Arbitration and Mediation Series Part 6: Case Note: Inghams Enterprises Pty Limited v Hannigan [2020] NSWCA 82

Vikram MisraSydney Jacobs, Barrister at 13 Wentworth Chambers and Vikram Misra, Barrister at Clarence Chambers continue their series into arbitration and mediation. In Part 6, Sydney and Vikram write a case note of the recent Inghams Enterprises Pty Limited v Hannigan [2020] NSWCA 82 as it shows an example of the complexities in constructing arbitration agreements. Follow their series here.


In our second article, we discussed the legal principles governing the construction of arbitration agreements. Whether or not a dispute falls within the scope/subject matter of an arbitration agreement is a matter of construction of the agreement and is also a requirement of s 8(1) of the Commercial Arbitration Act 2010 (NSW).

The recent New South Wales Court of Appeal decision in Inghams Enterprises Pty Limited v Hannigan [2020] NSWCA 82 (‘Inhgams’) serves as an example of the complex issues of construction that are involved in drafting arbitration agreements, and how drafting such clauses is a bit like a railway siding in some future legal landscape, and will determine what disputes will go left (i.e. be referred to arbitration); and which will remain on the tracks of curial resolution.

The essential issue in Inghams was whether or not Mr Hannigan’s claim for damages fell within the scope of the arbitration agreement[1]. The Court of Appeal agreed that the question was purely one of construction[2], turning on the meaning of a clause; and in particular whether a claim for damages for breach of contract was a dispute which “concerns any monetary amount payable and/or owed by either party to the other under this Agreement”.

By majority (Meagher JA and Gleeson JA, with Bell P in dissent) the Court held that a notified dispute, being one for damages (loss of profits), did not concern a monetary amount payable or owed by Inghams to Mr Hannigan under their agreement and accordingly was not a dispute referred to arbitration by cl 23.6.1.

The majority reasoned that although damages for breach of contract may be treated or described as an amount payable under a “secondary obligation” of the agreement following the breach of a primary obligation, the obligation to pay damages for breach of contract is not created by nor arises under the contract.[3] Their Honours further held at [150] that:

The distinction between monetary amounts which are payable or owed “under a contract” and remedies which arise by operation of law is a recognised and meaningful one. Whereas ‘liquidated damages’ are recoverable in satisfaction of a right of recovery created by the contract itself and accruing by reason of breach, unliquidated damages for breach of contract are compensation assessed by the court in accordance with common law principles for loss occasioned by breach: Rotheberger Australia Pty Ltd v Poulsen [2003] NSWSC 788 at [27] (Barrett J); Galafassi v Kelly (2014) 87 NSWLR 119 at [178] (Gleeson JA, Bathurst CJ and Ward JA agreeing). That distinction has been endorsed as one which it is “essential” to maintain: Galafassi at [177].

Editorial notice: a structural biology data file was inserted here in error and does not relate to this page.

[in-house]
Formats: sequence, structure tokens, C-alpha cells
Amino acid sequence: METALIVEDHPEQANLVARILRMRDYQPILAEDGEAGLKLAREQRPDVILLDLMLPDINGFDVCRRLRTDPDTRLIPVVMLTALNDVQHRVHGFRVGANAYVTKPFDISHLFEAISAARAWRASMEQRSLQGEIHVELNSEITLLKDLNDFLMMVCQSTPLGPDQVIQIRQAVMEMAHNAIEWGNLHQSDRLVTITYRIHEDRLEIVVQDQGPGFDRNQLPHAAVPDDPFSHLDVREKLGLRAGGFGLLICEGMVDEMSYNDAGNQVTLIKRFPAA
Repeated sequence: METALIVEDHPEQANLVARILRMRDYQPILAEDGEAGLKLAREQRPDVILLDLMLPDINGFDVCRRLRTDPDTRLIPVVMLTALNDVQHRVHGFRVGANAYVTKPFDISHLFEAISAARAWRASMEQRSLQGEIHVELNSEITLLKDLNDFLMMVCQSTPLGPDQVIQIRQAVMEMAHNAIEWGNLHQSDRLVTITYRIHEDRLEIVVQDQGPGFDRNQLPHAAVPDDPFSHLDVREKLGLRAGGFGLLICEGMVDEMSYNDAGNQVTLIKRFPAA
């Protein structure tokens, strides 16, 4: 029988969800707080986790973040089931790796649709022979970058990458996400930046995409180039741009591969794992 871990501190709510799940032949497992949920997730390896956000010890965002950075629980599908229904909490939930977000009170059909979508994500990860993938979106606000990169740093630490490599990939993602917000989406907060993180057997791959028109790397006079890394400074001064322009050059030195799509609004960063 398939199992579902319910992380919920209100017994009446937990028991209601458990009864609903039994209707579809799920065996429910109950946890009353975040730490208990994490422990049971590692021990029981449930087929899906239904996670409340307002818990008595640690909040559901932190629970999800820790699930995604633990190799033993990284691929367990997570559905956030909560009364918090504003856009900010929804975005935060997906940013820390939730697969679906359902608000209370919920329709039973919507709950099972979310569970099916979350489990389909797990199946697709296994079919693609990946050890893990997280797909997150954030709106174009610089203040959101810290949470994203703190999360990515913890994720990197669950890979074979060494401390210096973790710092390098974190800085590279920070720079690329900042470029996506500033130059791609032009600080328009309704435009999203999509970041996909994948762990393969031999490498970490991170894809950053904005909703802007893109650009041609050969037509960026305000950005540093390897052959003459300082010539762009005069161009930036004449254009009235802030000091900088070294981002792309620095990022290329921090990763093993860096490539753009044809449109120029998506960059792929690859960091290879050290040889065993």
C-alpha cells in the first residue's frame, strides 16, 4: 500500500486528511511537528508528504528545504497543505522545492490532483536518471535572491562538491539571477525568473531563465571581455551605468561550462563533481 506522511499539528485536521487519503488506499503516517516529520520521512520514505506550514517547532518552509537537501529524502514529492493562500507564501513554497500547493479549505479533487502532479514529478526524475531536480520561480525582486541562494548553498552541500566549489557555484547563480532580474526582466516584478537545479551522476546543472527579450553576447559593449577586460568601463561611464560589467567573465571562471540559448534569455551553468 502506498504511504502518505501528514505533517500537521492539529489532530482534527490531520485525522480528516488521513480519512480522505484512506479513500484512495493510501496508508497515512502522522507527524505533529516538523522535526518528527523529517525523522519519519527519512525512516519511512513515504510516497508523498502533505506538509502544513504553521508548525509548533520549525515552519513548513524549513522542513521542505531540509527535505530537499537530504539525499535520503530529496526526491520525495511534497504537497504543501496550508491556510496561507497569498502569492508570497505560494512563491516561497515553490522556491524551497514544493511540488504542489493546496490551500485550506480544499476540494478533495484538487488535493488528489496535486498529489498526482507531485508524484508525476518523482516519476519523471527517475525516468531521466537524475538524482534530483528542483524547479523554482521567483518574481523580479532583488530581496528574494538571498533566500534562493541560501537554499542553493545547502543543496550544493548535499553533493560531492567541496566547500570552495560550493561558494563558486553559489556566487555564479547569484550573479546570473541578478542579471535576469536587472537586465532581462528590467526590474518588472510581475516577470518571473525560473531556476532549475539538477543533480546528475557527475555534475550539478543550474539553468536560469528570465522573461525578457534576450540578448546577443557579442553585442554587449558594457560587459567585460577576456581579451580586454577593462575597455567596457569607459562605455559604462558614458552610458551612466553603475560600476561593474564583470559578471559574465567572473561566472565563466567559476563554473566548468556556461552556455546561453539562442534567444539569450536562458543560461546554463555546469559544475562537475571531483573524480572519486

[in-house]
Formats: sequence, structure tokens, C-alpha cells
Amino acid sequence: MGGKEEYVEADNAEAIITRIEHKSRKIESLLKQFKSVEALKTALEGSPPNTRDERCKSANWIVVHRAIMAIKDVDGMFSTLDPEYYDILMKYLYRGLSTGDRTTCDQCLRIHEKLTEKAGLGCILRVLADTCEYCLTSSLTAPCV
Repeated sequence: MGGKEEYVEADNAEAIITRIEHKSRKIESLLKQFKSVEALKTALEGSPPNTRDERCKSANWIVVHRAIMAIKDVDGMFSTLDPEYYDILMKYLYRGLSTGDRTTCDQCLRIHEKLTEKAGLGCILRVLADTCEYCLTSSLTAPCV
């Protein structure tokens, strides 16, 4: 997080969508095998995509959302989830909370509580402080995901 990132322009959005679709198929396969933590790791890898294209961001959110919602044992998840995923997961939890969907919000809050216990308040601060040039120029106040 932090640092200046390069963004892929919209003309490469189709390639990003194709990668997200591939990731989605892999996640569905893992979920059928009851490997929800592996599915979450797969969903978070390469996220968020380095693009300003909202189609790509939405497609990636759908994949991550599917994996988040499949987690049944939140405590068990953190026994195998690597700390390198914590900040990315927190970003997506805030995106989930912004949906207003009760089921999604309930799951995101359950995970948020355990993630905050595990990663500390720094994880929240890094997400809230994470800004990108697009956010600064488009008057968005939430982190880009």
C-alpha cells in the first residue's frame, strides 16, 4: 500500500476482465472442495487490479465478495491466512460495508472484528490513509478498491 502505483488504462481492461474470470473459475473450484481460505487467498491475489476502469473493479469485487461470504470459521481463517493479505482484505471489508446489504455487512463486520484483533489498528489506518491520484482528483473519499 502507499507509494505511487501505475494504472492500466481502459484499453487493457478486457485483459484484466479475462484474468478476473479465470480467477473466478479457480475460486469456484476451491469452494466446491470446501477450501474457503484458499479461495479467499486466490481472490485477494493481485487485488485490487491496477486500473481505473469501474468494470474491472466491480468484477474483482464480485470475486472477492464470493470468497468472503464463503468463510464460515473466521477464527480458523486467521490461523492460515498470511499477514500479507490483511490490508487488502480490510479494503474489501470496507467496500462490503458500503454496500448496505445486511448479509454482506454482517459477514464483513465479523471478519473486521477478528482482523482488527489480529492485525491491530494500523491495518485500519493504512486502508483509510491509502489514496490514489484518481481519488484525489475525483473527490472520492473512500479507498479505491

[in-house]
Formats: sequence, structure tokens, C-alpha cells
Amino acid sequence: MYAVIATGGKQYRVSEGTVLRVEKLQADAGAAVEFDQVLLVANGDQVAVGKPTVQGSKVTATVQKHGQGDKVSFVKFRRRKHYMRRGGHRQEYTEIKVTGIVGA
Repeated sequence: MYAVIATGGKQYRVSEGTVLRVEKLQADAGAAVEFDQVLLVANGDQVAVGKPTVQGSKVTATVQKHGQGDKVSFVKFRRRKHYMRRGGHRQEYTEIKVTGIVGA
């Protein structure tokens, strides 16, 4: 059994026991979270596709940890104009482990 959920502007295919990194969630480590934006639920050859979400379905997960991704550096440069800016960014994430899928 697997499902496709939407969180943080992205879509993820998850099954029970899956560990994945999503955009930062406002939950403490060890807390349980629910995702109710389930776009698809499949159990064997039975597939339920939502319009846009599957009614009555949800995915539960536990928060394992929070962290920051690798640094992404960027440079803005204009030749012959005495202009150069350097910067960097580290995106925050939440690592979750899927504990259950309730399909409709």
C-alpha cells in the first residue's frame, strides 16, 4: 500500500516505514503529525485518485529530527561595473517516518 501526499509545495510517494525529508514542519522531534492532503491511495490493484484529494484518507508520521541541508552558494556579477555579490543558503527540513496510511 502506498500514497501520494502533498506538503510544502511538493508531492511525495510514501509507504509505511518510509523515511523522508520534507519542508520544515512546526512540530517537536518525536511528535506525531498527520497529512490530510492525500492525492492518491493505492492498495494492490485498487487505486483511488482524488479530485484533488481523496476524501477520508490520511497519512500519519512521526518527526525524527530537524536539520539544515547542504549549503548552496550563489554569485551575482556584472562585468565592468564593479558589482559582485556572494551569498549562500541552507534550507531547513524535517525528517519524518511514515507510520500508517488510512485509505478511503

Key takeaways from this case include that a contract only means what the final court on appeal says it means; and that when drafting complex agreements that include arbitration clauses (which generate further levels of complexity) it is a good idea to advise the client of this adage, even in light of a wealth of authority supporting the proposition that arbitration clauses should be liberally construed.[4]

[1] Putting aside the waiver argument.

[2] Inghams Enterprises Pty Limited v Hannigan [2020] NSWCA 82, [119].

[3] Inghams Enterprises Pty Limited v Hannigan [2020] NSWCA 82, [146] – [147].

[4] John Holland Pty Limited v Kellogg Brown & Root Pty Ltd [2015] NSWSC 451, [69].

With over 20 years’ experience as a barrister, Sydney Jacobs practices in the areas of commercial law and equity, real property and building and construction law. He has acquired experience in the area of easements: he has obtained easements for applicants and otherwise appeared in the cases listed below, has a number of current matters in the NSW Equity Division Real Property List being case -managed to final hearing 2018 and is briefed in certain easement matters being worked up for filing in Court. Prior to being called to the Bar, Sydney was a solicitor in the well -known firms listed below, as a commercial litigator with a construction law focus. Sydney has experience in acting for clients seeking or opposing easements and clients whose rights of way have been impeded by neighbours. You may connect with Sydney via email or LinkedIn

Vikram Misra was admitted as a solicitor in 2012 and called to the NSW Bar in 2015. He maintains a broad commercial practice and is regularly briefed in matters relating to taxation law, property law, construction law and equity. Vikram has completed a Graduate Diploma in Taxation Law at the University of Sydney in 2015 and a Master of Laws majoring in construction law and contract law at the University of Melbourne in 2016. You may connect with Vikram via email or LinkedIn

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